Furthermore, the reason point B. is false is because Marx is confusing natural law with human invented law, such as Legal Rights which is the general category which contain the subset “Human Rights”. Proof is provided in the definition of the general term “Rights” itself, which reads (see here):

Natural and legal rights are two types of rights. Legal rights are those bestowed onto a person by a given legal system. Natural rights are those not contingent upon the laws, customs, or beliefs of any particular culture or government, and therefore universal and inalienable (i.e., cannot be sold, transferred, or removed).

From the above definition, we also observe that point A. is also a false statement.

If the definition of a “collective good” is something that:

“though possessed by all as a group, is not really participated in by the members of a group. It is actually divided up into several private goods when apportioned to the different individual members”

Something that is a natural right (inalienable) as:

those not contingent upon the laws, customs, or beliefs of any particular culture or government, and therefore universal and inalienable (i.e., cannot be sold, transferred, or removed).

It stands to reason that what Marx is talking about in the above paragraph is not about the “common good” but rather the “collective good”. Which allows us to assert that this paragraph is not based in Catholic social teaching but in the “left position” ideology that Marx “got through conversation with his father”.

Let’s examine that Marx paragraph once again this time with emphasis and comments:

The cardinal also spoke about the importance of human rights in the pursuit of the common good. [Human Rights by definition have nothing to do with the “common good” but rather with a “collective good” since Human Rights are Legal Rights that can “be sold, transferred, or removed”. ]

“Human rights are not the property of Parliament,” he said. [“Human Rights ARE the property of Parliament since their VERY EXISTENCE is dependent on legal acts and government enforcement to exist – this is a demonstrably false statement.]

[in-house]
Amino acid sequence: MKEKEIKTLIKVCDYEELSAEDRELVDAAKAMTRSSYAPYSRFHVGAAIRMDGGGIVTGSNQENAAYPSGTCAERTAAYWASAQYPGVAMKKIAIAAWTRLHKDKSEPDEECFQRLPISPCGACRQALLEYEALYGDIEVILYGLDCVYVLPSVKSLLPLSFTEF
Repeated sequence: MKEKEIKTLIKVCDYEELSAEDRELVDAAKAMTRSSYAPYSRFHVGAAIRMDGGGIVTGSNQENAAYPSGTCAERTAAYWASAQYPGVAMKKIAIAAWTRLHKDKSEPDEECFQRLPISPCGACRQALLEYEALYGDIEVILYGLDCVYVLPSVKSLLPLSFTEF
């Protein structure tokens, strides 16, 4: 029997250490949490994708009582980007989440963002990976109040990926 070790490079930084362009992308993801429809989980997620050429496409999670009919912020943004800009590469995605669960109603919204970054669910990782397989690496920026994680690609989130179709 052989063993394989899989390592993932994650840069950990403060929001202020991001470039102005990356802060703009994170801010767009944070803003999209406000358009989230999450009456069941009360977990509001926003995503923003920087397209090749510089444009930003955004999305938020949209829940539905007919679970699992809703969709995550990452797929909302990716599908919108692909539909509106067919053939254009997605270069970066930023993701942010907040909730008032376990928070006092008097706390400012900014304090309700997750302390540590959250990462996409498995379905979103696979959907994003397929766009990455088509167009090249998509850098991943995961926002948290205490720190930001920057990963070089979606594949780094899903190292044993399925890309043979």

A challenge of modern society, he said, is “how to define points that cannot be decided by the Parliament. [logically false, but also a non-sensicle statement depending on whether these “points” refer to Legal Rights (false) or Natural Rights (non-sensical). Furthermore, Marx is actually speaking about “points”that can be decided by Parliament, like issues relating to Human Rights.]

Concluding we can clearly see the complete and utter corruption of both definitions and language. I will leave it up to you dear reader to judge assess the degree of intent as opposed to the degree of ignorance of the cardinal.

With respect to the paragraph that was used as the basis of our analysis, what we see is Marx speaking about “Legal Rights” that are man made and in the purview of Parliamentary decisions. These “legal rights” fall into the category of a “collective good” and in no way can they be considered part of the “common good” as per definition and as per Catholic social teaching.

Therefore, it stands to reason that what Marx is speaking about is not Catholic social teaching but about his self confessed “left position” ideology.

Furthermore, it is clearly apparent that Marx attempts to artificially elevate the man-made “legal rights” which can be decided by Parliaments into the category of an inalienable right given by the Creator to His creation. The most likely reason for this is to create in the listener the impression that these man made rights somehow come from “natural law” when in fact they are the “work of human hands”. Just like the Novus Ordo Missae. But I digress… With this classical Modernist sleight of hand, what Marx is actually doing is attempting to corrupt our understanding of the concept of natural law, since he is de facto claiming that somehow these man made legal rights are something more than they actually are.

In other words, and this needs repeating, Cardinal Reinhard “Bling” Marx is trying to artificially connect the man made concept of Human Rights with the inalienable rights authored by our Creator who is the author natural law.

And as you dear reader can clearly observe, once we understand the definitions, we can clearly identify what the cardinal is up to. Furthermore, we can also observe that this lecture has nothing to do with natural law or moral theology, but has everything to do with leftist ideology.

And since we have come full circle to Marx’s leftist ideology, I will leave off this post returning to the Wikipedia definition of “Common Good”, and the passage that reads as follows:

As regards contemporary American politics, the language of the common good (sometimes referred to as “public wealth”) is increasingly being adopted by political actors of the progressive left to describe their values.

And this goes for the German leftist politicians disguised as clerics also.

Advertisements